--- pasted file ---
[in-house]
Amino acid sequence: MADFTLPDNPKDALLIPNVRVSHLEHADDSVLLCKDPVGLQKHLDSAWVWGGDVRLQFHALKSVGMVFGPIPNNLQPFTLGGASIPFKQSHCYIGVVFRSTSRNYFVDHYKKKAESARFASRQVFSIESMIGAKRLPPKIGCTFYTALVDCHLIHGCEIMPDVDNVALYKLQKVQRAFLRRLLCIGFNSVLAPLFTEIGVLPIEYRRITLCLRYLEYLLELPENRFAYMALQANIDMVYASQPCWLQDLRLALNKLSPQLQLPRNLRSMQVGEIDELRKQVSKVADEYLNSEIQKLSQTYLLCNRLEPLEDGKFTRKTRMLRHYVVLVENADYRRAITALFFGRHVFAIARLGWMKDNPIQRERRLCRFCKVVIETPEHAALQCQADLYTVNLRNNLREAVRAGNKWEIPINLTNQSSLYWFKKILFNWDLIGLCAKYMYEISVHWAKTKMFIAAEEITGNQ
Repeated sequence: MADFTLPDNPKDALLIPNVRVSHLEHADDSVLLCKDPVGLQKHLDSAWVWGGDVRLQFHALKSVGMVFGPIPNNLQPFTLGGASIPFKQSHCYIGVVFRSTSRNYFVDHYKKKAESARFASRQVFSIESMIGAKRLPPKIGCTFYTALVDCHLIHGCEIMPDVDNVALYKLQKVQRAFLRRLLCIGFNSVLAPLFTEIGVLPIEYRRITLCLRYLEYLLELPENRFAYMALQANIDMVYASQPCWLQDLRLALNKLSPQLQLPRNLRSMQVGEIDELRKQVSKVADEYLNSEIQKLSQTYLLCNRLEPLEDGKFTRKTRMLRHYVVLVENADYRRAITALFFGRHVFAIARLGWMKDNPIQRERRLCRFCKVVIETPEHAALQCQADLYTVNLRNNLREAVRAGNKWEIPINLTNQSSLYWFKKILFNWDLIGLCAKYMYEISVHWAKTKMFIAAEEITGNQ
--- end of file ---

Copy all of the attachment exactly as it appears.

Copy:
[in-house]
Amino acid sequence: MADFTLPDNPKDALLIPNVRVSHLEHADDSVLLCKDPVGLQKHLDSAWVWGGDVRLQFHALKSVGMVFGPIPNNLQPFTLGGASIPFKQSHCYIGVVFRSTSRNYFVDHYKKKAESARFASRQVFSIESMIGAKRLPPKIGCTFYTALVDCHLIHGCEIMPDVDNVALYKLQKVQRAFLRRLLCIGFNSVLAPLFTEIGVLPIEYRRITLCLRYLEYLLELPENRFAYMALQANIDMVYASQPCWLQDLRLALNKLSPQLQLPRNLRSMQVGEIDELRKQVSKVADEYLNSEIQKLSQTYLLCNRLEPLEDGKFTRKTRMLRHYVVLVENADYRRAITALFFGRHVFAIARLGWMKDNPIQRERRLCRFCKVVIETPEHAALQCQADLYTVNLRNNLREAVRAGNKWEIPINLTNQSSLYWFKKILFNWDLIGLCAKYMYEISVHWAKTKMFIAAEEITGNQ
Repeated sequence: MADFTLPDNPKDALLIPNVRVSHLEHADDSVLLCKDPVGLQKHLDSAWVWGGDVRLQFHALKSVGMVFGPIPNNLQPFTLGGASIPFKQSHCYIGVVFRSTSRNYFVDHYKKKAESARFASRQVFSIESMIGAKRLPPKIGCTFYTALVDCHLIHGCEIMPDVDNVALYKLQKVQRAFLRRLLCIGFNSVLAPLFTEIGVLPIEYRRITLCLRYLEYLLELPENRFAYMALQANIDMVYASQPCWLQDLRLALNKLSPQLQLPRNLRSMQVGEIDELRKQVSKVADEYLNSEIQKLSQTYLLCNRLEPLEDGKFTRKTRMLRHYVVLVENADYRRAITALFFGRHVFAIARLGWMKDNPIQRERRLCRFCKVVIETPEHAALQCQADLYTVNLRNNLREAVRAGNKWEIPINLTNQSSLYWFKKILFNWDLIGLCAKYMYEISVHWAKTKMFIAAEEITGNQ